As we get ready to usher in 2012, let’s take one more look at the biggest broadcasting stories that FishbowlNY covered in 2011.
In January, Scott Clark closes out a brilliant career at WABC, retiring after nearly a quarter-century at Channel 7.
Maurice DuBois makes his debut as WCBS/Channel 2 lead anchor when he is promoted to nights opposite Kristine Johnson. Chris Wragge shifts his energy to The Early Show, but that wasn’t the last we would hear from him.
Also as 2011 began, veteran radio talk host Curtis Sliwa adds an afternoon shift to his Apple/WNYM duties.
In February, among the notable events, WNBC/Channel 4 welcomes home Shiba Russell from Boston. She was named weekend anchor with David Ushery. Russell fueled speculation that she was Sue Simmons’ “heir apparent,” as the main (if not exclusive) fill-in for the legendary anchor, who started at Channel 4 in 1980.
On the radio, Craig Allen, a veteran in his own right, agrees to a three-year extension as WCBS 880’s chief meteorologist. Two months later, Allen marked 30 years at the station.
In March, Allen’s former colleague—Jared Max jumps ship to WEPN/1050 ESPN, where he hosts a morning show and provide local updates on Mike and Mike’s national show. Two months later, he got even more ink by outing himself on the air.
One-time Hot 97/WQHT DJ Megatron (real name Corey McGriff) is killed outside of his Staten Island home. It took another month before there was some closure when a grand jury indicted two suspects in Megatron’s death.
In April, after suspending, and ultimately, firing Heidi Jones for her bizarre story of fabricating a sexual assault in Central Park to police, WABC/Channel 7 hires her replacement as weekend morning meteorologist—Amy Freeze.
WABC also made news by planning for life without Oprah. The station adds a 4 p.m. newscast with Liz Cho and David Navarro a month later.
MSG Network wins the most New York Emmy Awards (11), while WPIX/Channel 11 was decorated with 10 trophies.
In May, along with the aforementioned new Channel 7 broadcast, Don Imus’ sidekick and so much more, Charles McCord shuts the mic for the final time—ending his nearly 40-year association with the “I-Man.”
Local stations provide non-stop coverage of the night many thought would never happen—the death of Osama bin Laden.
In June, longtime former WNBC sports anchor Len Berman returns to his old digs at Rockefeller Plaza. Berman is back with his monthly highlights Spanning the World, which he popularized during his nightly local reports.
In July, Mike Francesa, already having reduced his Mike’d Up schedule, gives up his self-titled Sunday night program. WNBC sports anchor Bruce Beck, who replaced Berman, hosts the show permanently.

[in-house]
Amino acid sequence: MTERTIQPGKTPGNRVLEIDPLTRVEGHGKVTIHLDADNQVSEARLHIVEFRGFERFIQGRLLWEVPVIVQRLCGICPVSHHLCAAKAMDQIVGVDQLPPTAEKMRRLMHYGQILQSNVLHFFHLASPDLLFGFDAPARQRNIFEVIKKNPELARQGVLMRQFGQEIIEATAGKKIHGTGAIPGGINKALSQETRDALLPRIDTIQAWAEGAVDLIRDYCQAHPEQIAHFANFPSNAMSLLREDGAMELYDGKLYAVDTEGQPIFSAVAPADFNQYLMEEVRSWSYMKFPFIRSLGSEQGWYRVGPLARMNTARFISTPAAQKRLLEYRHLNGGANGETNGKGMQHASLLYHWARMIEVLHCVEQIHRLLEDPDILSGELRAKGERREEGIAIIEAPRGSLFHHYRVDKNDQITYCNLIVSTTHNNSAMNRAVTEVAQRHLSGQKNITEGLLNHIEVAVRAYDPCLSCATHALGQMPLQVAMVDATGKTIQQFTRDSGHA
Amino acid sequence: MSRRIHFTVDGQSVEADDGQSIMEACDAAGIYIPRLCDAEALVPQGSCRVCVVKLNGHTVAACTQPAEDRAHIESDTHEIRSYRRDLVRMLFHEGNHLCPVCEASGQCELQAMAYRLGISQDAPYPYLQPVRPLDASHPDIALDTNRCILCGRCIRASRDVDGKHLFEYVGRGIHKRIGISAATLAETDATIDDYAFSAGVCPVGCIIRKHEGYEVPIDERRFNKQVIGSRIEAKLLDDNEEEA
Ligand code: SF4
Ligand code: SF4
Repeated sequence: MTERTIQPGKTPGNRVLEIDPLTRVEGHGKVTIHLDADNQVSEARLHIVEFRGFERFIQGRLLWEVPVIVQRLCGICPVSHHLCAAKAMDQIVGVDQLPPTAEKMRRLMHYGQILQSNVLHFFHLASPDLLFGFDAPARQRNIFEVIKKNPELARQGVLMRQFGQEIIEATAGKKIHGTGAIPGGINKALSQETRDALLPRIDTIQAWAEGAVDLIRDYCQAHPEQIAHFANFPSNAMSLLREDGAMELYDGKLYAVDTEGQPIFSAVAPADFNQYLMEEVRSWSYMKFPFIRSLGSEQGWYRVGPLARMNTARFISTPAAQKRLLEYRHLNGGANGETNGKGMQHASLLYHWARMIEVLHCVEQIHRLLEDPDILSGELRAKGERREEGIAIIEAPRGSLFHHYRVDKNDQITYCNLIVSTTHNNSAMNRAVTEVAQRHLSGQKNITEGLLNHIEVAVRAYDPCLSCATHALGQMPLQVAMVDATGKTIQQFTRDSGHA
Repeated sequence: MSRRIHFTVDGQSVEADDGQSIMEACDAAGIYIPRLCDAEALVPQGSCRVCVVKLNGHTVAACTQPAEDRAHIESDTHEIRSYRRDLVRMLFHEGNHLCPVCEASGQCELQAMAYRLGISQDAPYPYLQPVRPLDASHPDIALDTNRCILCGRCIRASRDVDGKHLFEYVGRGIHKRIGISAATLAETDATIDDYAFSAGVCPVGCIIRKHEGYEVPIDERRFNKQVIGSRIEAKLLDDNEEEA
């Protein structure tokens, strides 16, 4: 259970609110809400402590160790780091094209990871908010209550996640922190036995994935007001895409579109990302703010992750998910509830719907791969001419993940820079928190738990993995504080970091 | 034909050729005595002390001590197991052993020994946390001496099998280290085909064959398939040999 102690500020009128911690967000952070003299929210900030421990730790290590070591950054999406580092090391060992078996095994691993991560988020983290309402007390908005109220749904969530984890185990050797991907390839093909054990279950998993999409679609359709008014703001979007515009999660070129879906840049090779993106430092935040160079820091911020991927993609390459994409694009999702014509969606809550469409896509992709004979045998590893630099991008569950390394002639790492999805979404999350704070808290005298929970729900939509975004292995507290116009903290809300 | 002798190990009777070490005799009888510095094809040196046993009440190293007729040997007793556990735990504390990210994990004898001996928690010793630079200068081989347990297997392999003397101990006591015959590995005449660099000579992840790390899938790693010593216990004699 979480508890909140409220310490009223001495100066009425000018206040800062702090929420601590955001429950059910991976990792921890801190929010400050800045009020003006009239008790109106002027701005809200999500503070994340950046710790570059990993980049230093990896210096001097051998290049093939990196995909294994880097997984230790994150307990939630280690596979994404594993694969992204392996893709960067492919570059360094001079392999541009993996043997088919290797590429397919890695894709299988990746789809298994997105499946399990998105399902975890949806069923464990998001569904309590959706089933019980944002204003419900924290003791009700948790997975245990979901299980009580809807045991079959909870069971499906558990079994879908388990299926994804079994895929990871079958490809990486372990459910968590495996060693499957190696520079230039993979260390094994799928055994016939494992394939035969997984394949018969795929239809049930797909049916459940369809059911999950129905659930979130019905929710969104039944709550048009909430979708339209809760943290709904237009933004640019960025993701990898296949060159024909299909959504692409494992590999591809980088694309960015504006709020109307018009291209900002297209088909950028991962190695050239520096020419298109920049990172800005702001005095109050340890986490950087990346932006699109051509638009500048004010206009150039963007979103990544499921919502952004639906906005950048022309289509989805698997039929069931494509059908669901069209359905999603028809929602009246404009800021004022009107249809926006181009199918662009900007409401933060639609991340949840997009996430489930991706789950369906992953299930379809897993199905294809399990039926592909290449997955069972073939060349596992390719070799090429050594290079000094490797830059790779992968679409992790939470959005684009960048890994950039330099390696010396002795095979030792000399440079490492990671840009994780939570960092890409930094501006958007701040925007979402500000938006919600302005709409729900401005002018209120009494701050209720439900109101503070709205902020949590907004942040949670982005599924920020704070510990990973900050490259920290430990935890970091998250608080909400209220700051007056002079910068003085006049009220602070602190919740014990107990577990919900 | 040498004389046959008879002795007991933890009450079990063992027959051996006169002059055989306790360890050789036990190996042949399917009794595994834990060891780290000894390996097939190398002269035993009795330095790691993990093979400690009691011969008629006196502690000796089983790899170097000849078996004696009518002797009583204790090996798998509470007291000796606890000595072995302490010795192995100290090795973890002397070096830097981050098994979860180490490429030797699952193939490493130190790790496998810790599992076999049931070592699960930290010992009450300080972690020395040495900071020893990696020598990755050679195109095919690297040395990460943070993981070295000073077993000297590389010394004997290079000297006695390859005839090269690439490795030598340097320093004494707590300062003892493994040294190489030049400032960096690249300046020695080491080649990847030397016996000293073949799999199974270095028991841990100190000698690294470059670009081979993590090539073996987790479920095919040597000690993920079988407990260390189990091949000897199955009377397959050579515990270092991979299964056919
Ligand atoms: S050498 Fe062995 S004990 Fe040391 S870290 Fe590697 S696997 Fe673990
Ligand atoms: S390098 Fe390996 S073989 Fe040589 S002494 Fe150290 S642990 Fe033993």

WNET debuts MetroFocus, a local news and information Website. The site would be caught in the crosshairs between covering and becoming the story at the Occupy Wall Street protests in September.
In August, it is wall-to-wall, all-hands-on-deck coverage as Hurricane Irene set its sights on New York.
Sports anchor Sam Ryan walks away from WCBS/Channel 2 for the MLB Network, while Spero Dedes joined MSG Network as the Knicks play-by-play radio voice.
Merlin Media debuts FM all-news station WEMP.
In September, we get the first word exclusively that Jim Watkins would no longer work for WPIX. It took until October for PIX management to make it official. Before that happened, Watkins’ longtime colleague Lolita Lopez heads to KNBC in Los Angeles.
With rumors of change coming to The Early Show, Chris Wragge rejoins WCBS as 6 p.m. co-anchor. Don Dahler gets his contract reworked to handle weekend anchoring.
In a surprise to many in the industry, Steve Malzberg is out at WOR. Former Governor David Paterson takes over the two-hour afternoon slot.
Better news for another Steve, who goes by the name of Cangialosi, as he succeeds the retired Mike Emrick as Devils play-by-play man on MSG.
And September is the poignant 10-year anniversary of 9/11.
In October, two longtime media personalities die—Vic Miles of WCBS/Channel 2 and Bill Brown of WCBS-FM.
Sadness also at WABC/Channel 7 as trailblazing interviewer Gil Noble is too ill to keep Like It Is going. The station begins the process of creating a new public affairs show for African-Americans.
WCBS 880 announces its partnership with the Yankees will continue through at least 2012.
Popular traffic and entertainment reporter Jill Nicolini leaves WPIX for rival WNYW/Channel 5.
Heidi Jones is sentenced to community service.
In November, WNBC, which did an about face with a 5 p.m. newscast in September, also goes Back to the Future at noon. Both newscasts are anchored by Shiba Russell and Tom Llamas.
WABC/Channel 7 has another successful sweeps, winning outright in every daypart.
Chris Wragge is officially dumped from The Early Show, and is set to return full time to WCBS in 2012—if no sooner.
WPIX drops syndicated Anderson. Cooper, though, finds a home on WNYW beginning in the fall.
In December, Geraldo Rivera is named a WABC-AM host. Joe Crummey was let go weeks early. Crummey was hired by program director Laurie Cantillo, who left the Cumulus-owned station in October.
WPIX cuts ties with veteran anchor/reporter Peter Thorne.
And you selected the Most Memorable Media Moment of the Year…
The winner by a 2 to 1 margin was the, seemingly, year-long Heidi Jones fiasco.
In second-place was Watkins leaving WPIX, while your choice for number three was Charles McCord calling it a career.